A beautiful poem entitled ‘You Clap For Me Now’ by Darren Smith, a content director for Bridge Studio, that highlights the experience of migrant and BAME healthcare staff in the UK has gone viral across social media.
Many immigrants, used to the hostile environment, xenophobia and racism thanks to the vicious Brexit culture war, are now being heralded – quite rightly – as frontline heroes due to their prevalence in frontline services such as the NHS, social care and agriculture.
The video emerges as the British public appear at their front doors, windows, gardens and balconies to ‘clap for carers’ and other key workers every Thursday at 8 pm. The initiative is to say thank you to workers who are putting themselves at risk but who are keeping the economy ticking over and who are caring for those who are sick with COVID-19.
Smith said: “We are not trying to make a political point. It is a humanitarian one.”
He said that the assumption some jobs are “unskilled” and therefore “unworthy” is an assumption that must be left behind once the UK begins to come out of the coronavirus crisis. He added: “We ask everyone to remember that we are stronger as a nation when we welcome people of all ethnicities and backgrounds to our shores to work and live and love alongside us.”
Many immigrants, used to the hostile environment, xenophobia and racism thanks to the vicious Brexit culture war, are now being heralded – quite rightly – as frontline heroes
As the nation unites in showing its appreciation for those of the frontline every Thursday, Smith likened it to “that 1940s spirit of being more inclusive, a more United Kingdom” and labelled it a “tiny silver lining” during this uncertain, turbulent times.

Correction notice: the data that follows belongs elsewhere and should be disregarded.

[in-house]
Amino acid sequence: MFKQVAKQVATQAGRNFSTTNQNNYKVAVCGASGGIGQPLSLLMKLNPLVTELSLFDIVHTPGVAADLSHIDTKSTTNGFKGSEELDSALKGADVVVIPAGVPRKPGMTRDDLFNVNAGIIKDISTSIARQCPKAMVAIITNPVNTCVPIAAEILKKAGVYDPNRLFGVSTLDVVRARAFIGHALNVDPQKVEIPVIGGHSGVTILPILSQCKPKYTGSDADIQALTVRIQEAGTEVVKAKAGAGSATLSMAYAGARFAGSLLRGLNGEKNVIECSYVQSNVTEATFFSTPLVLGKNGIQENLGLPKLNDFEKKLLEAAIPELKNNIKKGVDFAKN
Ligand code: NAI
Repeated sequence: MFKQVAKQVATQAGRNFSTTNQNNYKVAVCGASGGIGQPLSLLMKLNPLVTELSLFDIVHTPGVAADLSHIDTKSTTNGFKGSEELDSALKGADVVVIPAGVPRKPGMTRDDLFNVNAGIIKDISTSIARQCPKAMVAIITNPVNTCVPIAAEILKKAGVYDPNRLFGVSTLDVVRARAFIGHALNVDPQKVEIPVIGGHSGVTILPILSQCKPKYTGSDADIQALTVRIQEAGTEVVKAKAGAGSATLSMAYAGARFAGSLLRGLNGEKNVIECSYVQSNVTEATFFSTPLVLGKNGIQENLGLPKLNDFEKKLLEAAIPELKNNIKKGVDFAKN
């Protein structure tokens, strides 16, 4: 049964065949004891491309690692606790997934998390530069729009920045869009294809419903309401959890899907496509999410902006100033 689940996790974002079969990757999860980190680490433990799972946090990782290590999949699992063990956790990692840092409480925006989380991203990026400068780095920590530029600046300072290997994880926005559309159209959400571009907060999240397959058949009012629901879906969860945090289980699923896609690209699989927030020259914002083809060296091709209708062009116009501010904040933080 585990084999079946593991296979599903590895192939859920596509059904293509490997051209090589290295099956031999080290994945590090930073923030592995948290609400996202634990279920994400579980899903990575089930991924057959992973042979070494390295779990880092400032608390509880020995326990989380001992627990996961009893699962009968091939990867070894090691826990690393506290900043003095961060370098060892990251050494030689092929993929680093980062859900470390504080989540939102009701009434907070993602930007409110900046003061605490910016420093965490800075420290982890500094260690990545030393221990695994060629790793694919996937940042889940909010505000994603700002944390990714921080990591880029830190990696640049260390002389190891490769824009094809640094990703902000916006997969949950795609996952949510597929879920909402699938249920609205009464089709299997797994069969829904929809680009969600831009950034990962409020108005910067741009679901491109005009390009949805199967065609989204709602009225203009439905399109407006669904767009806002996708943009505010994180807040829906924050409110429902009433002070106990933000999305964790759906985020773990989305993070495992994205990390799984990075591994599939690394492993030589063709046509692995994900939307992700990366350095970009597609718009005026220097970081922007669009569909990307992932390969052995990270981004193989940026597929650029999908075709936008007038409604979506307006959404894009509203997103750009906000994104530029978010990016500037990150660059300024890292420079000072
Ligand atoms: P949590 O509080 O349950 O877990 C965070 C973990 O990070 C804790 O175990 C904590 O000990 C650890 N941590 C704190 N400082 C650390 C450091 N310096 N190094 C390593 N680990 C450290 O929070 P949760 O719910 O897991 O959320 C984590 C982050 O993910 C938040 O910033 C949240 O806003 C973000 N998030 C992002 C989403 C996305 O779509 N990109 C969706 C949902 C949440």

Smith pointed out the historical timeline of Britain that went from welcoming to rejecting immigration, from the rebuilding of Britain after WWII to Theresa May’s damning “hostile environment.”
The poem cleverly turns some of the rhetoric used pre-COVID-19 on its head, referencing people’s fear that a “dirty disease” would come from overseas.
The words “you know how it feels for home to be a prison, you know how it feels to live in fear” are particularly poignant. While certainly frustrating that for some, it takes losing their own freedom, and risks to their personal or their own families’ safety before they can extend compassion and sympathy to others such as immigrant and refugees, there is hope as shown in the poem this will change hostile attitudes for good.
The poem cleverly turns some of the rhetoric used pre-COVID-19 on its head, referencing people’s fear that a “dirty disease” would come from overseas
Sachini Imbuldeniya was the creative director and producer of the viral video. Smith interviewed Imbuldeniya’s mother at the height of the Windrush Scandal as she had migrated from Sri Lanka to work as a nurse in the NHS.
Imbuldeniya said her mother’s dedication to the NHS made the video particularly important for her.
She said: “this poem was about ensuring when we recover from this pandemic we don’t return to the xenophobia and bigotry that we’ve seen over the past decade.”
The poem has inevitably not been met with love by all, with far-right commentator Katie Hopkins using the thought-provoking message to push division.
Hopkins seemed particularly enraged that the poem encourages “supporting angry immigrants”, despite the sombre yet brave words spoken in the video.
Generally, discounting the far-right, Twitter has praised the creative endeavour with ‘You Clap For Me Now’ trending across the social media platform.
Actor and comedian Tez Ilyas took part in the video and thanked those sharing it after it hit six million views and 40,000 retweets in just 24 hours.
[Header image: Austin Ban, Unsplash.]